The value of writing a business plan is often debated in the entrepreneurial community.
For every successful business that was launched with a well-thought-out business plan, it seems you can find an equally successful one that was launched with nothing more than a few scribbles on the back of a napkin. In fact, the contrarian approach is perhaps the one you hear the most about – that is, entrepreneurs dismiss a business plan as something they wrote down and then stuffed to the bottom. from a drawer.
Palo Alto Software founder Tim Berry (a contributor here at Small Business Trends) recently reported on new data showing the value of business plans. Palo Alto conducted a survey that asked thousands of Business Plan Pro software users questions about their activities, goals, and business planning. Responses showed that those who had written business plans were almost twice as likely to be successful in growing their business or securing capital than those who had not written a plan.
Tim gave this breakdown of numbers:
2,877 people responded to the survey. Of these, 995 had completed a plan.
- 297 of them (36%) obtained a loan
- 280 of them (36%) obtained investment capital
- 499 of them (64%) had developed their activity
1,556 of the 2,877 had not yet completed their plan.
- 222 of them (18%) obtained a loan
- 219 of them (18%) obtained investment capital
- 501 of them (43%) had developed their activity
Of course, as the author of the original Business Plan Pro software and founder of Palo Alto Software, Tim admits he’s a bit biased in favor of business plans. And people who respond to a survey from the company that created their software may be biased towards saying the right things. So Tim asked the University of Oregon’s economics department to assess the validity of the data. Eason Ding and Tim Hursey wrote a report on the data under the supervision of Professor Joe Stone. “The results suggest that planning with software is strongly correlated with later success for a variety of companies,” they wrote.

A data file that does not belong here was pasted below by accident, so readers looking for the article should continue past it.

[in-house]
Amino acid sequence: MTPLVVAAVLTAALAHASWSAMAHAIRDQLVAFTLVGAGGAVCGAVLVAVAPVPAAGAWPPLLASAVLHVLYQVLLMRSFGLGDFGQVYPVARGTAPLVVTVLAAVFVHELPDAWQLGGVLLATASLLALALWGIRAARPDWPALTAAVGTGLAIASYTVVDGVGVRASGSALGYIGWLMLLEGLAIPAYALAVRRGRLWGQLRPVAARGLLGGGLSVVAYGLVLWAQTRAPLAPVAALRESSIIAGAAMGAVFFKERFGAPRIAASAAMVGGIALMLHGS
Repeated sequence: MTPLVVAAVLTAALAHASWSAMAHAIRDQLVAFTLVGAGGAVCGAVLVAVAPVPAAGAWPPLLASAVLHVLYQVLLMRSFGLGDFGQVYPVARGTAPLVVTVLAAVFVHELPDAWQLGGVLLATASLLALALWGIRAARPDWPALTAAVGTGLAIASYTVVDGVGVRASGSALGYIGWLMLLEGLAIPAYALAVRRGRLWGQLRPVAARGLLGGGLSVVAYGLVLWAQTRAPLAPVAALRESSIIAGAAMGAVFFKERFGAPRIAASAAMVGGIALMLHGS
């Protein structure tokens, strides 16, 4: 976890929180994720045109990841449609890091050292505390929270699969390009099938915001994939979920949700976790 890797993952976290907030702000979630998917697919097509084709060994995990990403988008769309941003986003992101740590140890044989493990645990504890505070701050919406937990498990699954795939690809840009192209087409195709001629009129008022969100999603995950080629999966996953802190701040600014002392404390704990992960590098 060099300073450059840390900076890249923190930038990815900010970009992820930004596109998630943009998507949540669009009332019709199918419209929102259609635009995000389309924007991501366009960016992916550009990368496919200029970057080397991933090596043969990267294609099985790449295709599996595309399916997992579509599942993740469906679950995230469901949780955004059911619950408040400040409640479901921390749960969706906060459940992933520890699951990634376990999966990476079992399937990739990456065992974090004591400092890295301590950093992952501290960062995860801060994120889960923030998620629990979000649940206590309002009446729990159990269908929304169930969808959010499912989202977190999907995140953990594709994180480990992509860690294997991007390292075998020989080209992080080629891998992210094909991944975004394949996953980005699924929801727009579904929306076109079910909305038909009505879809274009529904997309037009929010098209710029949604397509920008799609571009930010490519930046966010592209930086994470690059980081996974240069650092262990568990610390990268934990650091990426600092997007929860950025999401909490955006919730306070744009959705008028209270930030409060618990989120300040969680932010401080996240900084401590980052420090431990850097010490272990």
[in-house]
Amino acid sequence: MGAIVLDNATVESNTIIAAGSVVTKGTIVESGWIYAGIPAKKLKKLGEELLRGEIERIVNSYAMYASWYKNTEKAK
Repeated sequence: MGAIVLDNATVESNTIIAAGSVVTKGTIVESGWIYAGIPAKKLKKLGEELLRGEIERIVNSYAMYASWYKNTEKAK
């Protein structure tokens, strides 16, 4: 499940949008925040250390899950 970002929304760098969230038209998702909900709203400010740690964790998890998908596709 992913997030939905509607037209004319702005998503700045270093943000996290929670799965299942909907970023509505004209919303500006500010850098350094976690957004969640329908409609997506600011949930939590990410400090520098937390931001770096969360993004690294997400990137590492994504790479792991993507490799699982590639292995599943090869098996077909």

Regardless of business type, business growth stage, and business plan intent, Ding and Hursey’s analysis found that writing a business plan correlates with increased success in each of the business goals included in the study. These were: get a loan, get investment capital, make a big purchase, hire a new team member, think more strategically, and grow the business.
The authors concluded:
“Except in a small number of cases, business planning appears to be positively correlated with business success as measured by our variables. Although our analysis cannot say that completing a business plan will lead to success, it does indicate that the type of entrepreneur who completes a business plan is also more likely to run a successful business.
And if I interpret the last sentence of the above quote correctly, going through the business planning process can make you a better entrepreneur.
So here it is: you are better off WITH a business plan than without. In fact, according to the survey, you’re twice as likely to grow your business or get financing if you’ve taken the time to write a business plan.